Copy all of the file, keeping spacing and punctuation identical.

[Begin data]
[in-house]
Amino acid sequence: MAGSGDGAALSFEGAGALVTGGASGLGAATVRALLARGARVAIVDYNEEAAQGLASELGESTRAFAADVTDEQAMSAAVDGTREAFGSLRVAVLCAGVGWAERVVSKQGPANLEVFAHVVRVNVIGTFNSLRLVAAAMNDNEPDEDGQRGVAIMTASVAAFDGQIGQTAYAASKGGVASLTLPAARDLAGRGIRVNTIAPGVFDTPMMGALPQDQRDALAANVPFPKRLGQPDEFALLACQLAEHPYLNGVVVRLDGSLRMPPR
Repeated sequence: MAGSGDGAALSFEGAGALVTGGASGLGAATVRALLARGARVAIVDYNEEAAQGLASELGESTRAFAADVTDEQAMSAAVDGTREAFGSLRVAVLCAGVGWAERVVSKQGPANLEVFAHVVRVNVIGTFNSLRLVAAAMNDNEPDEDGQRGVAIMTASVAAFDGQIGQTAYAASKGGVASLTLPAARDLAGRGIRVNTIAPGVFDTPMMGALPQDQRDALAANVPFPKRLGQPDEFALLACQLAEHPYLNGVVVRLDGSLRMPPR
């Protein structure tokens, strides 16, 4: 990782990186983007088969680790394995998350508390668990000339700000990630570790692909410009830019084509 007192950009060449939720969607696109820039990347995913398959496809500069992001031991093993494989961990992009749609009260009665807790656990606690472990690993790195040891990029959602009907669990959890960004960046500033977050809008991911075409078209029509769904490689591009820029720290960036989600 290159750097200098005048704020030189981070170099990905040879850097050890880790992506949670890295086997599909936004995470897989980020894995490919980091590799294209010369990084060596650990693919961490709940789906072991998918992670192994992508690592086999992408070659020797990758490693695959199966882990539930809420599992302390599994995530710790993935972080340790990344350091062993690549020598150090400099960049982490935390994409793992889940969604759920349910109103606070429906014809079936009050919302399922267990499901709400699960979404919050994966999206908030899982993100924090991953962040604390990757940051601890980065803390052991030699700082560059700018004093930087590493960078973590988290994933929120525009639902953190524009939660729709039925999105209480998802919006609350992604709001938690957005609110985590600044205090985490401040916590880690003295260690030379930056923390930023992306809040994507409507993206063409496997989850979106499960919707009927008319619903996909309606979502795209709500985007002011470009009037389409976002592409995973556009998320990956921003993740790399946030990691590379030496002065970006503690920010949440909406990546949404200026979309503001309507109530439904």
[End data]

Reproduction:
[in-house]
Amino acid sequence: MAGSGDGAALSFEGAGALVTGGASGLGAATVRALLARGARVAIVDYNEEAAQGLASELGESTRAFAADVTDEQAMSAAVDGTREAFGSLRVAVLCAGVGWAERVVSKQGPANLEVFAHVVRVNVIGTFNSLRLVAAAMNDNEPDEDGQRGVAIMTASVAAFDGQIGQTAYAASKGGVASLTLPAARDLAGRGIRVNTIAPGVFDTPMMGALPQDQRDALAANVPFPKRLGQPDEFALLACQLAEHPYLNGVVVRLDGSLRMPPR
Repeated sequence: MAGSGDGAALSFEGAGALVTGGASGLGAATVRALLARGARVAIVDYNEEAAQGLASELGESTRAFAADVTDEQAMSAAVDGTREAFGSLRVAVLCAGVGWAERVVSKQGPANLEVFAHVVRVNVIGTFNSLRLVAAAMNDNEPDEDGQRGVAIMTASVAAFDGQIGQTAYAASKGGVASLTLPAARDLAGRGIRVNTIAPGVFDTPMMGALPQDQRDALAANVPFPKRLGQPDEFALLACQLAEHPYLNGVVVRLDGSLRMPPR
């Protein structure tokens, strides 16, 4: 990782990186983007088969680790394995998350508390668990000339700000990630570790692909410009830019084509 007192950009060449939720969607696109820039990347995913398959496809500069992001031991093993494989961990992009749609009260009665807790656990606690472990690993790195040891990029959602009907669990959890960004960046500033977050809008991911075409078209029509769904490689591009820029720290960036989600 290159750097200098005048704020030189981070170099990905040879850097050890880790992506949670890295086997599909936004995470897989980020894995490919980091590799294209010369990084060596650990693919961490709940789906072991998918992670192994992508690592086999992408070659020797990758490693695959199966882990539930809420599992302390599994995530710790993935972080340790990344350091062993690549020598150090400099960049982490935390994409793992889940969604759920349910109103606070429906014809079936009050919302399922267990499901709400699960979404919050994966999206908030899982993100924090991953962040604390990757940051601890980065803390052991030699700082560059700018004093930087590493960078973590988290994933929120525009639902953190524009939660729709039925999105209480998802919006609350992604709001938690957005609110985590600044205090985490401040916590880690003295260690030379930056923390930023992306809040994507409507993206063409496997989850979106499960919707009927008319619903996909309606979502795209709500985007002011470009009037389409976002592409995973556009998320990956921003993740790399946030990691590379030496002065970006503690920010949440909406990546949404200026979309503001309507109530439904």